At the time of writing this, I’ve run 110 km this week. That’s the maximum for me. For the time being, I’m coping. But is it superfluous in relation to my priorities? A little voice in my head tells me it is. I’m torn apart because running makes me feel good. It allows me to think about other things while staying focused. But the fact remains that it eats into my sleep time and my time in general. My children know that mommy gets up early pretty much every day. On weekends, nobody is surprised when mommy gets back when everybody else is up.

You’ll probably tell me that the marathon is one thing too many on my agenda. Reading what I’ve written, I know it is too. But preparing for it is so rewarding, so exhilarating and it makes me a better mother and a better businesswoman. And my kids? They understand how important it is to me to keep active and feel good about my body. Adrien like to show me his big, 5½-year-old muscles: “Look mommy, I’m strong too.” Hahaha!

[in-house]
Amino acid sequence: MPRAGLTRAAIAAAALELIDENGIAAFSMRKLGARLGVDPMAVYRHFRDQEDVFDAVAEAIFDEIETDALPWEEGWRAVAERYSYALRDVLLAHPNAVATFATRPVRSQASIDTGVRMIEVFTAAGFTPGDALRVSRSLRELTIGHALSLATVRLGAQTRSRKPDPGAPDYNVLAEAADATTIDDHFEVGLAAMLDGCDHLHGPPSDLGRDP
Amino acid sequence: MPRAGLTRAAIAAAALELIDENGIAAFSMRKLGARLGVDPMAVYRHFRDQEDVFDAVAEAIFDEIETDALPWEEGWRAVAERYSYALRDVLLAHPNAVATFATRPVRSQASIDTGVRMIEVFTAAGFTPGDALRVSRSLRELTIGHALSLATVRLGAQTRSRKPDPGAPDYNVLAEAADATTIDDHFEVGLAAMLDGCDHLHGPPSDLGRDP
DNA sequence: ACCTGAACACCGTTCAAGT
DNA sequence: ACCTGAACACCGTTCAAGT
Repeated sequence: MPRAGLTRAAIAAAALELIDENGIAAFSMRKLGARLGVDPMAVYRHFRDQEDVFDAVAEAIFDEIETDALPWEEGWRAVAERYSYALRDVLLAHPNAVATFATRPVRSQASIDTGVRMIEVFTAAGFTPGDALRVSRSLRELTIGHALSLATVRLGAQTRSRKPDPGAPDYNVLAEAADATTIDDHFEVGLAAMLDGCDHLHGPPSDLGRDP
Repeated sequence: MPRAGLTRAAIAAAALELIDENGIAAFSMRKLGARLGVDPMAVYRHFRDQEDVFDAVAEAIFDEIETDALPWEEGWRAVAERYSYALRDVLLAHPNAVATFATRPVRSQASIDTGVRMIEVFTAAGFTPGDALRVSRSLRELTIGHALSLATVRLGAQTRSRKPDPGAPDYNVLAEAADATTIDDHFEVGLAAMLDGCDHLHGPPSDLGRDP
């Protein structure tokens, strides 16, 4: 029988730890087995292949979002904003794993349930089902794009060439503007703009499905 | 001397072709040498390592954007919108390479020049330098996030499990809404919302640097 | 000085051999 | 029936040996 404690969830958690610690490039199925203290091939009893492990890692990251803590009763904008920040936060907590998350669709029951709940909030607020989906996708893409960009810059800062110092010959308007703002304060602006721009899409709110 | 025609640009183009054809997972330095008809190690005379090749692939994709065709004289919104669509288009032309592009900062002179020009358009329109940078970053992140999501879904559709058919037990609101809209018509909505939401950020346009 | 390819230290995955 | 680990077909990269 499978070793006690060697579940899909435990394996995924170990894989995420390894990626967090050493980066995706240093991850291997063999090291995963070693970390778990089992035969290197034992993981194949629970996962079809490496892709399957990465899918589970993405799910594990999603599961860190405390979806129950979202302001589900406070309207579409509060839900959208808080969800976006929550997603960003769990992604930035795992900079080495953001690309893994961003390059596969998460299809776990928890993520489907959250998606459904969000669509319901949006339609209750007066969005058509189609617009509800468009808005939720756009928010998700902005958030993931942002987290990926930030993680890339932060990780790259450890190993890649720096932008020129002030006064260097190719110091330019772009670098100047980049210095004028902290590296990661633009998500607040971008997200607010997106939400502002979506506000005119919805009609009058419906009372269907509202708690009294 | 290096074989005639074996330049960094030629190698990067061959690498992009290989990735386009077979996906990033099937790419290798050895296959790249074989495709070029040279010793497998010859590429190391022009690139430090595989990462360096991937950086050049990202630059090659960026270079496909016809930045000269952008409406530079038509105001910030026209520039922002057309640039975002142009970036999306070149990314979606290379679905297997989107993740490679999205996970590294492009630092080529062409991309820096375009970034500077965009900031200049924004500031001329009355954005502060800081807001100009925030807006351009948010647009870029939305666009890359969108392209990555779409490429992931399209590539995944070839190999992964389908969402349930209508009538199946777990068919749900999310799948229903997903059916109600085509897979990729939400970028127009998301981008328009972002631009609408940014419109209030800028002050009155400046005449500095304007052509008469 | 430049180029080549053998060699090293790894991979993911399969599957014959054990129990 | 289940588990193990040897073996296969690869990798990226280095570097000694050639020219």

I’ll be meeting up my trainer soon to talk about it. Do I continue? Do I reduce the amount of running and run simply for the pleasure of running? Oh dear…

I always say that in business, as in life, “unclear objectives yield unclear results.” That statement is so true. Those words are so powerful. And OK, I’ll tell it like it is, running gives me beautiful legs. Hahaha!

The trainer in question is aware of my lifestyle and the Marathon-like battle I’m fighting in order to make a difference in society. Let’s just say I’m juggling several different projects at the moment.

Can someone be too passionate?

Can someone be too motivated in everything they do?

Can someone choose to not want to unconsciously test their limits?

Strange questions… but ones that define me.

But I love what I do, that’s a fact. And I also know there’s a myriad of projects to get off the ground. That’s what the Madame Labriski flame is all about.


To be continued…